By Dan Molinski and Georgi Kantchev
Oil prices fell sharply Thursday after OPEC delayed a decision on cutting crude output, while a sliding stock market drove investors away from riskier assets across the board.
West Texas Intermediate futures dropped 3.3% to $51.17 a barrel on the New York Mercantile Exchange. The U.S. benchmark crude price briefly fell more than 5% to an intraday low of $50.08. Brent, the global benchmark, was 3.3% lower at $59.51 a barrel.
The Organization of the Petroleum Exporting Countries concluded Thursday's meeting in Vienna with an agreement that production cuts are needed but didn't set a level for the cuts. OPEC is expected to discuss production levels with its allies, led by Russia, on Friday.
Prices tumbled Thursday after Saudi Oil Minister Khalid al-Falih, while leaving the OPEC meeting, said he was "not confident" OPEC and its allies will reach an agreement on reducing oil production.
If no deal is reached, crude "prices would fall in the foreseeable future," said Tamas Varga, an oil analyst at brokerage PVM.
OPEC delegates said they are considering output cuts of as much as 1 million barrels a day. To some analysts and investors, that level won't be enough to convince investors and analysts that the group will be able to balance the market.
OPEC and Russia have "got to announce cuts of at least 1.3 [million barrels a day] to 1.5 to get any sort of bounce in prices," said Kyle Cooper, a consultant for ION Energy.
The group is under pressure to support prices after a more than 30% tumble from the multiyear highs reached in October. Thursday's selloff extends a rocky stretch for energy markets over the past few weeks. Concerns about rising global crude supply, combined with anxieties about the health of global economic growth -- and its implications for oil demand -- have sent crude prices sharply lower.
A slide in stock markets on Thursday added to concerns among investors. The arrest of a high-profile Chinese executive in Canada hit share prices from Asia, Europe to the U.S. The news comes at a vulnerable time for global trade, after Beijing reiterated its intent to follow through on promises aimed at easing trade hostilities with the U.S.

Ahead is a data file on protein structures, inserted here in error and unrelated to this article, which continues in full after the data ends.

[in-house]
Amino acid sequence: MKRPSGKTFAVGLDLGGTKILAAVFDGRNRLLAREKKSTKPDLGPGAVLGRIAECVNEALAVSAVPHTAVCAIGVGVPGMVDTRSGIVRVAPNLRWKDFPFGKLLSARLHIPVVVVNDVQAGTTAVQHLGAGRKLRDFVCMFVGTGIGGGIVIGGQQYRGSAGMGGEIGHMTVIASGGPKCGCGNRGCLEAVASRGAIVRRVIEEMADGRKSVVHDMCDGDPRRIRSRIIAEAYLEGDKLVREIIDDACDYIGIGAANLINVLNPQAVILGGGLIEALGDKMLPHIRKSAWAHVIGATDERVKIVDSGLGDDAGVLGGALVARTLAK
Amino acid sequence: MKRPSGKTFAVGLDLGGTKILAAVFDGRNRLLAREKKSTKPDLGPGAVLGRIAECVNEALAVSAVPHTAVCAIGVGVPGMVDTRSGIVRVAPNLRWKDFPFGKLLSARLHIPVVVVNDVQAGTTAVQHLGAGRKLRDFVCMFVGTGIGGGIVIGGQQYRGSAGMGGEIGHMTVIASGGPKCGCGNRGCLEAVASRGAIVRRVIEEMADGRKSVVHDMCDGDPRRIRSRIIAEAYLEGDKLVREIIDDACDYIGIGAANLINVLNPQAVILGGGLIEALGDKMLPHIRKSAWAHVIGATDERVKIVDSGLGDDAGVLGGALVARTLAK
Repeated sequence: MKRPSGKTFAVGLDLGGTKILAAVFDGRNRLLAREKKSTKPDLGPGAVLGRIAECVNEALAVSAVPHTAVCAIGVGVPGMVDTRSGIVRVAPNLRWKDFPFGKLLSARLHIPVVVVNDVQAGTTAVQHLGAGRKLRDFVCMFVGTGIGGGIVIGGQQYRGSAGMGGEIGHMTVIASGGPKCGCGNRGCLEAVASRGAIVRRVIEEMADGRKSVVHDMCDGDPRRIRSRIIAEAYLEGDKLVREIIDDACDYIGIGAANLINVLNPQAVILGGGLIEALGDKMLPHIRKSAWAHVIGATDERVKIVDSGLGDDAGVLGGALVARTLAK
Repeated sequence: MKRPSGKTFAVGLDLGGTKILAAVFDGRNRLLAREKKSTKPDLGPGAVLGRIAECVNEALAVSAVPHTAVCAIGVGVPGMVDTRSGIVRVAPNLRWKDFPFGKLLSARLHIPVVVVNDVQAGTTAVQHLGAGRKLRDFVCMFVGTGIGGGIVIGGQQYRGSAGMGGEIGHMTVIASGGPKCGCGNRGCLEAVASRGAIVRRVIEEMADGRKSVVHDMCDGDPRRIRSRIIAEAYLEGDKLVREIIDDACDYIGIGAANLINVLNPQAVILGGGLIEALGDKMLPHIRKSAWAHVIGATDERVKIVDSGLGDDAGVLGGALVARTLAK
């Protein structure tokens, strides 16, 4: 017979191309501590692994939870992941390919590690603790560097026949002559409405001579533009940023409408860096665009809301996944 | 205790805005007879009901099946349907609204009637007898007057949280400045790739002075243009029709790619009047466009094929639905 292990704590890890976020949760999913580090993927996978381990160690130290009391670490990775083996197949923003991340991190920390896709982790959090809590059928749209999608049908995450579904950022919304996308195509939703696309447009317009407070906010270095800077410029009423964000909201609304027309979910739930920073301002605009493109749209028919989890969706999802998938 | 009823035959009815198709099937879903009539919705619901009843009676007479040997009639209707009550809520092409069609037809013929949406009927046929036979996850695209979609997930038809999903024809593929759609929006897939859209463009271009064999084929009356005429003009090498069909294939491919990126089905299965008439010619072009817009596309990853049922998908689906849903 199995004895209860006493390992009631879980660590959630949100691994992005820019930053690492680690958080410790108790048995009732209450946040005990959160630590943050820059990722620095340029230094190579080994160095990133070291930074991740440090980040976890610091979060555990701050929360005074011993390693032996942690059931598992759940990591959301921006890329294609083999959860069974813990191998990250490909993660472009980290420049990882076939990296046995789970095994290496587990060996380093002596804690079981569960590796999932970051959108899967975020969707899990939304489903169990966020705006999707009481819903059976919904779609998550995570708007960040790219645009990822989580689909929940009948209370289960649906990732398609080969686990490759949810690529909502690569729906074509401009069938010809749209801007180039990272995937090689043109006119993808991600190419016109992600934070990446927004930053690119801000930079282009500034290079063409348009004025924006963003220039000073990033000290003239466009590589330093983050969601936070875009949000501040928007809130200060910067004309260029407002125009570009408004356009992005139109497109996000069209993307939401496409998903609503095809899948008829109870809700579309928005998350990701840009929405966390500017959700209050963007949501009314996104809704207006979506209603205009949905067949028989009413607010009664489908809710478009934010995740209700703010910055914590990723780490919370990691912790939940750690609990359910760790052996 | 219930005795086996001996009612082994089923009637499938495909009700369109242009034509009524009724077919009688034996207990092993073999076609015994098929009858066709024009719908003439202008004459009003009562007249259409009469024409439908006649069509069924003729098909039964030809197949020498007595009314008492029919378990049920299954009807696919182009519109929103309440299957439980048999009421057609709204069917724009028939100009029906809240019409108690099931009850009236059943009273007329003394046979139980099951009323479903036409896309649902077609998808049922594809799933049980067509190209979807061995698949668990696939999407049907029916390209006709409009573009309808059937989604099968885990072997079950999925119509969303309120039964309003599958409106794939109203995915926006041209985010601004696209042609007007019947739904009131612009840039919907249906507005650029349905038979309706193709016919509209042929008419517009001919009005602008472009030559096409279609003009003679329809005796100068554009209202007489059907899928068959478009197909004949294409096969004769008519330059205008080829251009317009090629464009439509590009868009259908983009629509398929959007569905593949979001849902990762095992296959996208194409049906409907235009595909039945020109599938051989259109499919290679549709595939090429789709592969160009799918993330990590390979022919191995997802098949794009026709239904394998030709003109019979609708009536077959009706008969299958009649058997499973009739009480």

"Oil prices are under pressure, somewhat reflecting the sell-off in stocks, somewhat reflecting skepticism OPEC will come through with sufficient production cuts," said Rob Haworth, a senior investment strategist, at U.S. Bank Wealth Management. "For now we believe prices remain under pressure, even if OPEC can come through with production cuts."
The bearish news out of Vienna overshadowed a report from the U.S. Energy Information Administration on Thursday that showed crude oil stockpiles fell by 7.3 million barrels last week, ending a 10-week streak of increases.
"The report was considered quite bullish," said ION's Mr. Cooper.
There also remain a number of stumbling blocks for OPEC to reach a decision. Iran, OPEC's third-biggest producer, said Thursday that it can't participate in any cuts until the U.S. lifts sanctions against the country. The country's oil minister, Bijan Zangeneh, said Thursday that oil prices between $60 and $70 a barrel would be acceptable.
President Trump, meanwhile, has voiced opposition to an agreement that would reduce crude production.
"Hopefully OPEC will be keeping oil flows as is, not restricted. The world does not want to see, or need, higher oil prices!" Mr. Trump tweeted Wednesday.
Write to Dan Molinski at Dan.Molinski@wsj.com and Georgi Kantchev at email@example.com
(END) Dow Jones Newswires
December 06, 2018 13:51 ET (18:51 GMT)
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